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Why Downsizing Your Life May be a Key to Happiness After 60 – Dr. Dale Atkins Interview

By Margaret Manning December 04, 2018 Interviews

Let’s face it. Over the decades, we accumulate a lot of stuff. Then, as we get older, our priorities and interests change. After carrying clothes, books, travel souvenirs and school projects around for years, it all gets a little tiring. The memories are wonderful, but, in our 60s and 70s, for many of us, our focus shifts from things to experiences.

As a result, wanting to feel lighter, many older women choose to reduce their worldly possessions. To help provide some insight into this process, I turned to Dr. Dale Atkins. In our interview, we talk about what downsizing really means and why it is so important.

The key point that we agree on is that downsizing is not just about getting rid of stuff. It is about getting to the essence of who we are and what is most important in our lives.

Here is my interview with Dr. Dale Atkins on the topic of downsizing in retirement. I hope you enjoy the show!

Here are a few key points that I took from our conversation…

Simplifying Does Not Mean Giving Up Part of Who You Are

In the past, the “things” in our lives have given us status, power, and a sense of importance. Simplification allows us to get to our core and let go of items that are not aligned to our new core values.

In our interview, Dr. Dale discusses how letting go of things, people and places is an essential part of getting more from life after 60.

Downsizing Creates Space to Make Room for Other Things

While it is absolutely not necessary to live without possessions, the truth is that we really don’t need as much as we think. In many ways, the possessions we accumulated in a different time and place encourage us to fall into predictable behavior patterns. When this happens, they give us false sense of security and can even become a burden.

Ironically, a home filled with objects leaves no room for anything or anyone new to come into our life. Giving up things allows us more space to think – it lets us express ourselves, create new interests and find new friends. Unencumbered by the past, our new passions and interests have a space to grow.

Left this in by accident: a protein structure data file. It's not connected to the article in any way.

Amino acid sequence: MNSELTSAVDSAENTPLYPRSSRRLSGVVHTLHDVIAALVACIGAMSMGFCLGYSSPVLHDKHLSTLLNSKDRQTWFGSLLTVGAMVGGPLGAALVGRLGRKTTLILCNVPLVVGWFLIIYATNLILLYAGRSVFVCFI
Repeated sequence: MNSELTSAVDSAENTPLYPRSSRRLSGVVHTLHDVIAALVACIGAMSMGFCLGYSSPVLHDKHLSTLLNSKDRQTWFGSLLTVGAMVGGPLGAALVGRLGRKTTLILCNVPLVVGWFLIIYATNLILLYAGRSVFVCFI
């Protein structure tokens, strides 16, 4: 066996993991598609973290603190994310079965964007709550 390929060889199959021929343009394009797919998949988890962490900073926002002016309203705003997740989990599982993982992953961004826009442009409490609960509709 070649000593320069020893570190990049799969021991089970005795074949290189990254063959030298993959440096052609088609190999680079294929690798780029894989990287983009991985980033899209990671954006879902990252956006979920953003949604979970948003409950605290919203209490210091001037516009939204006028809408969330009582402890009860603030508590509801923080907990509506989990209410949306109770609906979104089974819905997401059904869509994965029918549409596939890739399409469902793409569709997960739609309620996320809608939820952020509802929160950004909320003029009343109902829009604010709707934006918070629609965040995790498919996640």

Rituals Can Help with the Process of Downsizing

The process of downsizing can be fun and creative. Dr Dale says that it is important to have a ritual around letting things go. For example, you could get together with a new friend, who does not have the attachment to your past, and ask them to help you sort through the items in your house. Ask them to listen to the story behind each item and what it meant to you.

Dr. Dale says it is also ok to get permission from people who are attached to the items you are thinking about letting go. This is especially important when it comes to things associated with kids, family and pets.

Some of these items have huge significance because of the good memories associated with them. It’s important to remember to embrace the memory, not the thing. For example, converting your photos to digital format allows you to keep the memories without taking up too much physical space.

The Downsizing Journey Starts with a Single Step

Some possessions, people and places are hard to let go of. Dr. Dale suggests that we begin by putting ourselves first and thinking honestly about what we need now and in the future.

Simply asking ourselves where we want to be in 5-10 years can give us motivation to start letting things go. As we age, we realize that we have a finite time left to enjoy this amazing world. We want to make the most of it.

Letting go of the items, people and places that no longer make us happy is an essential step for finding happiness after 60. With our lives free of “stuff,” we can focus on explore our passions, spending time with our friends and family and seeing the world.

Have you downsized recently? What was your experience? Do you agree or disagree that having too much “stuff” in our lives can make it hard to try new things or meet new people? Why? Please join the conversation and “like” and share this article to keep the discussion going.

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The Author

Margaret Manning is the founder of Sixty and Me. She is an entrepreneur, author and speaker. Margaret is passionate about building dynamic and engaged communities that improve lives and change perceptions. Margaret can be contacted at

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